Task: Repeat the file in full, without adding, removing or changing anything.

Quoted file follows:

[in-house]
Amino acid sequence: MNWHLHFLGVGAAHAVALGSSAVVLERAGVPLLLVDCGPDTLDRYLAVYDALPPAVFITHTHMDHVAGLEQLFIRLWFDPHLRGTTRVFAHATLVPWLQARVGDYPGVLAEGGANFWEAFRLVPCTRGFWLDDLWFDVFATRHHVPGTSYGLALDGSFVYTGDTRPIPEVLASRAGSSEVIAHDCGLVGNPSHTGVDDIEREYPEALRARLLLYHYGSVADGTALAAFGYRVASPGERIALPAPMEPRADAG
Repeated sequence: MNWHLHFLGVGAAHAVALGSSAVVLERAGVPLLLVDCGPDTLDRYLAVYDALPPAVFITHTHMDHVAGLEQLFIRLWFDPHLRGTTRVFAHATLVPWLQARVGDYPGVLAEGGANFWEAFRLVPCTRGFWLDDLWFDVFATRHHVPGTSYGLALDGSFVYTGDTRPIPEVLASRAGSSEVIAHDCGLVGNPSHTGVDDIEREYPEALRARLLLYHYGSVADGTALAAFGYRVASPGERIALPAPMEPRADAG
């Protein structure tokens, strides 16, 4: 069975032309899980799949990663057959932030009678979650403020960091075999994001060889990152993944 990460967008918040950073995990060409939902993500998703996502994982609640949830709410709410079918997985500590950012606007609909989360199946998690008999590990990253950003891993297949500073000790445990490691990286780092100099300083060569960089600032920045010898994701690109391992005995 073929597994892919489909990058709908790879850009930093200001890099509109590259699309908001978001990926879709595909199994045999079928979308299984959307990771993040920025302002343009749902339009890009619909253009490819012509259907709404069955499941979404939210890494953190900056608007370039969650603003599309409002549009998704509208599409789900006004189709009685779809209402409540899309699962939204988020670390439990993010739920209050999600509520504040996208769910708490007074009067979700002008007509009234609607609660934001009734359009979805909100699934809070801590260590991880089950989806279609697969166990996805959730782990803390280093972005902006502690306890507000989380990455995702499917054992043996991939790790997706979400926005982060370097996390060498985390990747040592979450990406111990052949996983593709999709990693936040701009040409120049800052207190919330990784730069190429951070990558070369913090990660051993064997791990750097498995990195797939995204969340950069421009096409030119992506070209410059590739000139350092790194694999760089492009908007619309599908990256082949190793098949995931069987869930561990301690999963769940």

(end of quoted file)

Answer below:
[in-house]
Amino acid sequence: MNWHLHFLGVGAAHAVALGSSAVVLERAGVPLLLVDCGPDTLDRYLAVYDALPPAVFITHTHMDHVAGLEQLFIRLWFDPHLRGTTRVFAHATLVPWLQARVGDYPGVLAEGGANFWEAFRLVPCTRGFWLDDLWFDVFATRHHVPGTSYGLALDGSFVYTGDTRPIPEVLASRAGSSEVIAHDCGLVGNPSHTGVDDIEREYPEALRARLLLYHYGSVADGTALAAFGYRVASPGERIALPAPMEPRADAG
Repeated sequence: MNWHLHFLGVGAAHAVALGSSAVVLERAGVPLLLVDCGPDTLDRYLAVYDALPPAVFITHTHMDHVAGLEQLFIRLWFDPHLRGTTRVFAHATLVPWLQARVGDYPGVLAEGGANFWEAFRLVPCTRGFWLDDLWFDVFATRHHVPGTSYGLALDGSFVYTGDTRPIPEVLASRAGSSEVIAHDCGLVGNPSHTGVDDIEREYPEALRARLLLYHYGSVADGTALAAFGYRVASPGERIALPAPMEPRADAG
């Protein structure tokens, strides 16, 4: 069975032309899980799949990663057959932030009678979650403020960091075999994001060889990152993944 990460967008918040950073995990060409939902993500998703996502994982609640949830709410709410079918997985500590950012606007609909989360199946998690008999590990990253950003891993297949500073000790445990490691990286780092100099300083060569960089600032920045010898994701690109391992005995 073929597994892919489909990058709908790879850009930093200001890099509109590259699309908001978001990926879709595909199994045999079928979308299984959307990771993040920025302002343009749902339009890009619909253009490819012509259907709404069955499941979404939210890494953190900056608007370039969650603003599309409002549009998704509208599409789900006004189709009685779809209402409540899309699962939204988020670390439990993010739920209050999600509520504040996208769910708490007074009067979700002008007509009234609607609660934001009734359009979805909100699934809070801590260590991880089950989806279609697969166990996805959730782990803390280093972005902006502690306890507000989380990455995702499917054992043996991939790790997706979400926005982060370097996390060498985390990747040592979450990406111990052949996983593709999709990693936040701009040409120049800052207190919330990784730069190429951070990558070369913090990660051993064997791990750097498995990195797939995204969340950069421009096409030119992506070209410059590739000139350092790194694999760089492009908007619309599908990256082949190793098949995931069987869930561990301690999963769940």